Nuclear Fusion – Class 12 | Chapter – 13 | Physics Short Notes Series PDF for NEET & JEE

Nuclear Fusion: Nuclear fusion is a process where two atomic nuclei combine to form a heavier nucleus, releasing a large amount of energy in the process. Unlike nuclear fission, which involves splitting heavy atomic nuclei, fusion involves combining light atomic nuclei, typically isotopes of hydrogen such as deuterium and tritium.

In order to achieve fusion, the fuel must be heated to extremely high temperatures and pressures to overcome the electrostatic repulsion between the positively charged nuclei. This creates a plasma, a hot and electrically charged gas, in which the atomic nuclei can overcome their natural repulsion and collide with enough force to fuse together.

The energy released by nuclear fusion is orders of magnitude greater than that released by chemical reactions, and has the potential to provide a virtually limitless source of clean energy. However, achieving sustained nuclear fusion reactions in a controlled and practical way has proved to be a major technological challenge.

Nuclear Fusion in the Universe

Nuclear fusion is the primary source of energy that powers the stars, including our Sun. In the core of the Sun, temperatures and pressures are high enough to initiate the fusion of hydrogen into helium, releasing a tremendous amount of energy in the process. This process, known as the proton-proton chain, involves a series of reactions that combine four protons (hydrogen nuclei) to produce a helium nucleus, two positrons (antimatter electrons), and two neutrinos.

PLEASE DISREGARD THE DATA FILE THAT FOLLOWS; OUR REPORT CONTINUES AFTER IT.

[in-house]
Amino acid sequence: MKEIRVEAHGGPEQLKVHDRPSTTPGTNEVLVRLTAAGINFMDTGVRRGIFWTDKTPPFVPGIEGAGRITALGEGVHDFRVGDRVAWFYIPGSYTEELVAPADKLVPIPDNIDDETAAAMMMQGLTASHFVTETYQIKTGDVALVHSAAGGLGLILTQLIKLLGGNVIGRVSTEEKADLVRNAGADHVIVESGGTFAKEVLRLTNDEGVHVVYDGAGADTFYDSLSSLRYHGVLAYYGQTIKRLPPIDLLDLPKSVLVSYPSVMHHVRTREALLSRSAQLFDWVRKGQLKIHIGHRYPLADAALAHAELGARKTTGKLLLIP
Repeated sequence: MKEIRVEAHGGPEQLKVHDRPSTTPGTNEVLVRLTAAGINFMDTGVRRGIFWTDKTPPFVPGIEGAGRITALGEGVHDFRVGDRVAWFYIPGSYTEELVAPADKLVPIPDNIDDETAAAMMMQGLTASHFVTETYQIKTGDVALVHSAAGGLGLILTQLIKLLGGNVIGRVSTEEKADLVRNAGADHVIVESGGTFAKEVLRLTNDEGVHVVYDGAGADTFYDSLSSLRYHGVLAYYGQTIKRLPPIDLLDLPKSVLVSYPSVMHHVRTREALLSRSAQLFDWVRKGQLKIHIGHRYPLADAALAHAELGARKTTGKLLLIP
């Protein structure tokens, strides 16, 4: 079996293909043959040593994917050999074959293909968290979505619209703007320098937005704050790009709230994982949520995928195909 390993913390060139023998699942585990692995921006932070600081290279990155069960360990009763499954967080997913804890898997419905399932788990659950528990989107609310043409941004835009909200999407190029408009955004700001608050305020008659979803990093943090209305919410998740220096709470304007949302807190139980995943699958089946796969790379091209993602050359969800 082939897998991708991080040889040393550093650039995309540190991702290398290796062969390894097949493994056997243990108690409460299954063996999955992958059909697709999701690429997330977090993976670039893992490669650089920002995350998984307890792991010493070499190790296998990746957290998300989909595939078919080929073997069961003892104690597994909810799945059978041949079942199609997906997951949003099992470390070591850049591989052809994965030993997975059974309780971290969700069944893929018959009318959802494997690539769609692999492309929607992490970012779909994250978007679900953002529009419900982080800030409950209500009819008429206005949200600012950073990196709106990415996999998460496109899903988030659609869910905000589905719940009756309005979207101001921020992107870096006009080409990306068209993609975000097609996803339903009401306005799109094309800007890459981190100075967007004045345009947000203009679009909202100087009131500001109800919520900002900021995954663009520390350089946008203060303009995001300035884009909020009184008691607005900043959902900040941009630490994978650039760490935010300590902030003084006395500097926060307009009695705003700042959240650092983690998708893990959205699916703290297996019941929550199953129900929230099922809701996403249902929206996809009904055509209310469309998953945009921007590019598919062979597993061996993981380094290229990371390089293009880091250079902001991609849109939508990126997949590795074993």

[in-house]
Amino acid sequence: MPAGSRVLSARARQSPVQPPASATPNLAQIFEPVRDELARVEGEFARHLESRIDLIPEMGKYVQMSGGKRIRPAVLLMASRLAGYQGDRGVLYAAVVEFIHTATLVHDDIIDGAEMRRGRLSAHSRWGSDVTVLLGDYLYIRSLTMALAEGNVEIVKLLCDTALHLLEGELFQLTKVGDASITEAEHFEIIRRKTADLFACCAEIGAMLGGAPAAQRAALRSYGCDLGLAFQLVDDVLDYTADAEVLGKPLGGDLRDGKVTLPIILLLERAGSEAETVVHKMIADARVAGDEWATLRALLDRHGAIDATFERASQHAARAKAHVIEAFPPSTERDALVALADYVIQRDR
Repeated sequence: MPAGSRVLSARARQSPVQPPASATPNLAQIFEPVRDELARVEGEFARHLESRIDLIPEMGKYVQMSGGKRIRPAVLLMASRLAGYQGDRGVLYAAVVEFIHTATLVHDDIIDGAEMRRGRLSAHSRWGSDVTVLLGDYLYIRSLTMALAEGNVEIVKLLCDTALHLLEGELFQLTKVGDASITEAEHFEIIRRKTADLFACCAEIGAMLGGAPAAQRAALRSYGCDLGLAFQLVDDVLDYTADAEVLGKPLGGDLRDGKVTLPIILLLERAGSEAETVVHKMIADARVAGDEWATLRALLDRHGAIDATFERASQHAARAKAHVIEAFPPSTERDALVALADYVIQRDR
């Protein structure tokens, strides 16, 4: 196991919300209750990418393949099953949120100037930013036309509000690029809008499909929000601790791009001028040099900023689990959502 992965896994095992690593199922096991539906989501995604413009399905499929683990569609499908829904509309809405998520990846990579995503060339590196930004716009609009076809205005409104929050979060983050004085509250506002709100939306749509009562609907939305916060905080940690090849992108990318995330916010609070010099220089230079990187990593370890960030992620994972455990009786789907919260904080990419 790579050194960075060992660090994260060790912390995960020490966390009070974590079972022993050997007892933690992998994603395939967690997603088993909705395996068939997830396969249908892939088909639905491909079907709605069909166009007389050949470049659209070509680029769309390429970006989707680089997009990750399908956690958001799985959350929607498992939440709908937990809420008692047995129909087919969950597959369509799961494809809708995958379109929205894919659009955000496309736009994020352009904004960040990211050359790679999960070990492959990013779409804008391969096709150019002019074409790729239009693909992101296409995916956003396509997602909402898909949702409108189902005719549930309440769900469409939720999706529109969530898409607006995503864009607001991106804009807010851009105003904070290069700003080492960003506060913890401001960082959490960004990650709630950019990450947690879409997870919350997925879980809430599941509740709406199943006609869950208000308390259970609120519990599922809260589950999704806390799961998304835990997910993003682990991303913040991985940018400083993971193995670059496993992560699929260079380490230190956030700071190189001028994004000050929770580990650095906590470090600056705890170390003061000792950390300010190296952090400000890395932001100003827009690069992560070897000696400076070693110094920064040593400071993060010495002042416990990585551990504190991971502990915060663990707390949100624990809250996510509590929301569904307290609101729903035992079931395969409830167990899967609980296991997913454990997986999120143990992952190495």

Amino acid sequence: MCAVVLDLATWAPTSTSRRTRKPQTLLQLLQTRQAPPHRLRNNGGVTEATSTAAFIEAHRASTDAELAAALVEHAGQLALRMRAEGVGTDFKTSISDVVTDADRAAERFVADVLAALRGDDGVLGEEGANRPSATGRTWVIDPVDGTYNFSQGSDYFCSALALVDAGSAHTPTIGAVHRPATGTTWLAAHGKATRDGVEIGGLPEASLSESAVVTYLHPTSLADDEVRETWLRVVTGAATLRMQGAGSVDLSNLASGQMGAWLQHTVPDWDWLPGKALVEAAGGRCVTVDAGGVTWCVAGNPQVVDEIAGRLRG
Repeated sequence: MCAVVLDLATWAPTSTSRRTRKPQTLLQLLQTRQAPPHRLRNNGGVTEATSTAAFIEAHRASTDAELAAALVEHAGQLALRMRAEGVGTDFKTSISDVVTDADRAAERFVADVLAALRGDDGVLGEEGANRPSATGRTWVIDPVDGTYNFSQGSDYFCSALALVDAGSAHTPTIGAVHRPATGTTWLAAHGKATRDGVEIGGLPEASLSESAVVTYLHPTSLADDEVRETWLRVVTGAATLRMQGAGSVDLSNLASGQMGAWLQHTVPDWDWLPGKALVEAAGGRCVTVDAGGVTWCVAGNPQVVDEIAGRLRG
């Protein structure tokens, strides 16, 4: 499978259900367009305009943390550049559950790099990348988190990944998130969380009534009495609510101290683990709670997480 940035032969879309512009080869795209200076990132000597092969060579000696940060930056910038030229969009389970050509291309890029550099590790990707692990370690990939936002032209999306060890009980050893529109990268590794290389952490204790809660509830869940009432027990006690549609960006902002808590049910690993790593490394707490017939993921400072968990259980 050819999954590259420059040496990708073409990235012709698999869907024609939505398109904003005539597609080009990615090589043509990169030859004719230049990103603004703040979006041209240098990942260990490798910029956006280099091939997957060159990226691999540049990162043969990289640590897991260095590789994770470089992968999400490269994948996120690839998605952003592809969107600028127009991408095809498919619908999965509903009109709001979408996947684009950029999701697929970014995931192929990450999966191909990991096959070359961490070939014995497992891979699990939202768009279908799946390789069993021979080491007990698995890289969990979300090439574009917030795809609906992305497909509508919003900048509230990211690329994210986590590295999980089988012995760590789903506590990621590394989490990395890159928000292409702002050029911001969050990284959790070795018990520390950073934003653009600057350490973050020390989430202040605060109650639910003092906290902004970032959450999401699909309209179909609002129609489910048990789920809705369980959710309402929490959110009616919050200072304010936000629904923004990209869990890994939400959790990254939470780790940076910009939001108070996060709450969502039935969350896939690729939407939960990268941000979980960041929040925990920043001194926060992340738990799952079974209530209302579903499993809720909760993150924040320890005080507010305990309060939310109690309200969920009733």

In addition to the proton-proton chain, other fusion reactions can occur in stars, depending on their temperature and composition. For example, in more massive stars, where temperatures and pressures are higher, helium can be fused into carbon, and heavier elements can be formed through a process known as nucleosynthesis.

Nuclear fusion also plays a role in other astrophysical phenomena, such as supernovae, where the fusion of heavier elements can release enough energy to cause a massive explosion.

The study of nuclear fusion in the universe has contributed greatly to our understanding of the behavior of matter under extreme conditions and the origins of the elements that make up our world. It has also inspired efforts to harness the power of fusion on Earth as a potential source of clean and sustainable energy.

Applications of Nuclear Fusion

Nuclear fusion has the potential to provide a virtually limitless source of clean energy, with several potential applications, including:

  • Electricity generation: If practical fusion reactors can be developed, they could provide a source of clean, safe, and abundant energy for generating electricity. Unlike fossil fuels, nuclear fusion does not produce greenhouse gases, particulate emissions, or long-lived radioactive waste.
  • Space exploration: Nuclear fusion could be used to power spacecraft on long-duration missions, enabling them to travel further and faster than is currently possible with conventional propulsion systems.
  • Medical isotope production: Nuclear fusion can be used to produce isotopes for medical applications, such as diagnosis and treatment of cancer, and the sterilization of medical equipment.
  • Materials science: Nuclear fusion can be used to generate high-energy neutrons, which can be used for materials testing, such as for assessing the performance of materials used in nuclear reactors, and for the production of new materials, such as superconductors.
  • Desalination: Nuclear fusion can be used to produce high-temperature steam, which can be used to desalinate seawater, providing a source of fresh water in arid regions.

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By Team Learning Mantras